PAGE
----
2. Cached Reports: After you add Visual Analytics reports to your app, if you don’t want the report data to remain with the report in the app, your administrator can enable the cached report feature. Data is downloaded only when you open and view the report on your mobile device. When you close the report, that data is removed from the device. For enhanced security, thumbnail images for report tiles in your app will not display for cached reports.
    3. Passcode: To prevent anyone other than yourself from opening the Visual Analytics app, you can set a 4-digit passcode for the app. There are two kinds of passcodes: required and optional. A required passcode is mandated by the server – when you connect to the server, you will create a passcode. Then, whenever you open the app or view a report from that server, you must enter the passcode. An optional passcode, on the other hand, is a passcode that you choose to use to lock up the app – it is not required to access the server, it is needed only to open the app. In addition, there are several features for passcode use that solidify security and access to the app: time-out, lock-out and so forth. I’ll go over these features in an upcoming blog.
    4. SSL/HTTPS: If the Visual Analytics server is set up with SSL/HTTPS, the data viewed in the reports on your mobile device is encrypted.
    5. Offline: If you were offline for a specified number of days, you must sign into the server again. If you don’t, the app does not download reports, update reports, or open reports for viewing.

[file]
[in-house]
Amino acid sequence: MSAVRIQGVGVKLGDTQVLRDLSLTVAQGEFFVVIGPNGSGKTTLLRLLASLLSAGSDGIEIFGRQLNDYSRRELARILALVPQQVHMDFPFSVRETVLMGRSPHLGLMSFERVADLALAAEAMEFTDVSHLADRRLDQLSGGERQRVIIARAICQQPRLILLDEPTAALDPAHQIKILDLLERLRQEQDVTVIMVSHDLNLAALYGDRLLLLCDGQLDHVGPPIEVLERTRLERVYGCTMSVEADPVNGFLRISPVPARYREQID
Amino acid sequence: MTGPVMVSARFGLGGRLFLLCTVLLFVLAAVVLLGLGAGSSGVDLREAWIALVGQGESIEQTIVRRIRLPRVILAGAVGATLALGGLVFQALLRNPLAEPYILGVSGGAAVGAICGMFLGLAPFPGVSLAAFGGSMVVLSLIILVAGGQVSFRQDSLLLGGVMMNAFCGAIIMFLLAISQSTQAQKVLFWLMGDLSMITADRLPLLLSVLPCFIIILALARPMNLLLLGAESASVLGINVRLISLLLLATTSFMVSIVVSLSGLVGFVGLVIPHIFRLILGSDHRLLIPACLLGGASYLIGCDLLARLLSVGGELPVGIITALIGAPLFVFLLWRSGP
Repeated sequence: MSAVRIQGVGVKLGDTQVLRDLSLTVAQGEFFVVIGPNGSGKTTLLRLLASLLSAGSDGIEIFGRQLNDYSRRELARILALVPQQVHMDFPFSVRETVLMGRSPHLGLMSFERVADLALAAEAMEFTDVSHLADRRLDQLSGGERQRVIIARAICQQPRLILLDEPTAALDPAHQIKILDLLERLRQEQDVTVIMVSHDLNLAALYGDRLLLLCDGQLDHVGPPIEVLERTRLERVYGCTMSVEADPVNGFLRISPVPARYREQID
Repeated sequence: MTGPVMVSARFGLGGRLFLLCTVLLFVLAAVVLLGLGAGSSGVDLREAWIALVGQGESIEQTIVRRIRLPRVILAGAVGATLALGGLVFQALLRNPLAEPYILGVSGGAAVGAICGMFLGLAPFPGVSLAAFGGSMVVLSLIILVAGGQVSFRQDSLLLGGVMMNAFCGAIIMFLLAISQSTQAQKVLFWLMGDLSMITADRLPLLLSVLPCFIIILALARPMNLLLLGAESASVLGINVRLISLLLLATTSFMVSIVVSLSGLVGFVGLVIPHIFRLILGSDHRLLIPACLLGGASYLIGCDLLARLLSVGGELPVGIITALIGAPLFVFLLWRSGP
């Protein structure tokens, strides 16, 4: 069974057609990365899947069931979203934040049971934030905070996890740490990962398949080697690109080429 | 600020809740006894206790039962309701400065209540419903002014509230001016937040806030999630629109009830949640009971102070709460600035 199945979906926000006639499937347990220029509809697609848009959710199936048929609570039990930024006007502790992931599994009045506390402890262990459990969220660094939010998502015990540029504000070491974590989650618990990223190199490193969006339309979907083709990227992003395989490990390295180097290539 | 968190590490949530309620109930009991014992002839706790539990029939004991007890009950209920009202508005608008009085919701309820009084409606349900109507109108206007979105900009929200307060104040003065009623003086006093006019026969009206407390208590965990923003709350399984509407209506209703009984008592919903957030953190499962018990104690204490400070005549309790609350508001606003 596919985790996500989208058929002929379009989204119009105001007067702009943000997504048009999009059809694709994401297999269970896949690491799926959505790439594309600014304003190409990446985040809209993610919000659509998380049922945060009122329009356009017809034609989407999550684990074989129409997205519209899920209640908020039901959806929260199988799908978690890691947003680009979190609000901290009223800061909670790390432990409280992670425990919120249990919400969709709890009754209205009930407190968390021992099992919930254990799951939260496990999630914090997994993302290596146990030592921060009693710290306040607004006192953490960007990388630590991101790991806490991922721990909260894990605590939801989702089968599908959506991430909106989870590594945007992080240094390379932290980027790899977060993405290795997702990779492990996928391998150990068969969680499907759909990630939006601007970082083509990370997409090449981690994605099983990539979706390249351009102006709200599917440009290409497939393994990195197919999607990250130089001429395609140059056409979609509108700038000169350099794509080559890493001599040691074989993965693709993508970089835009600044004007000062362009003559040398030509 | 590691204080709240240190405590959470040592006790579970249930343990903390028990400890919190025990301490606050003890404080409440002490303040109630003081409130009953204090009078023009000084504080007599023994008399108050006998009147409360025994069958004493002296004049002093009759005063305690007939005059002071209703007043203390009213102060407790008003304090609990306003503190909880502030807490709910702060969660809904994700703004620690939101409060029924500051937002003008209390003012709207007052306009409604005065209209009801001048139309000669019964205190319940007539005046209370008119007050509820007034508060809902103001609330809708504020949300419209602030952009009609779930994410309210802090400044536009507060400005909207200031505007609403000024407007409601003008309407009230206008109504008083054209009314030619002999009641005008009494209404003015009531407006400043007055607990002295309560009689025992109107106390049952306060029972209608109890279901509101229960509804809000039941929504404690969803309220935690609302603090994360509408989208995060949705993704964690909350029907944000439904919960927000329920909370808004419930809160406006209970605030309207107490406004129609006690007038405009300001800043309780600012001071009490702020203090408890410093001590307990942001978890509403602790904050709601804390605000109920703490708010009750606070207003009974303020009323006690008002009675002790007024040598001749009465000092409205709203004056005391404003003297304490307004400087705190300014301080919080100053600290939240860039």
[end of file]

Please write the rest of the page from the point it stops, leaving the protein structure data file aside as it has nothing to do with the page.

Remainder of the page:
Cached Reports

One of the security features we just talked about was the cached report feature. Here’s how cached report thumbnails are displayed in the Visual Analytics app on Windows 10, without any images.

When you tap the thumbnail for the cached report, data is immediately downloaded and the report opens in the app for viewing and interaction:

When you close this cached report in the app, the data is removed from the device and the cached report thumbnail displays in the app without any images.

Thanks for joining me on this whirlwind security tour of the SAS Visual Analytics app. Now you know the many different security mechanisms that are in place to protect your organization’s data and reports accessed from the mobile app.

Five key security features in the SAS Visual Analytics app was published on SAS Users.

4月 222019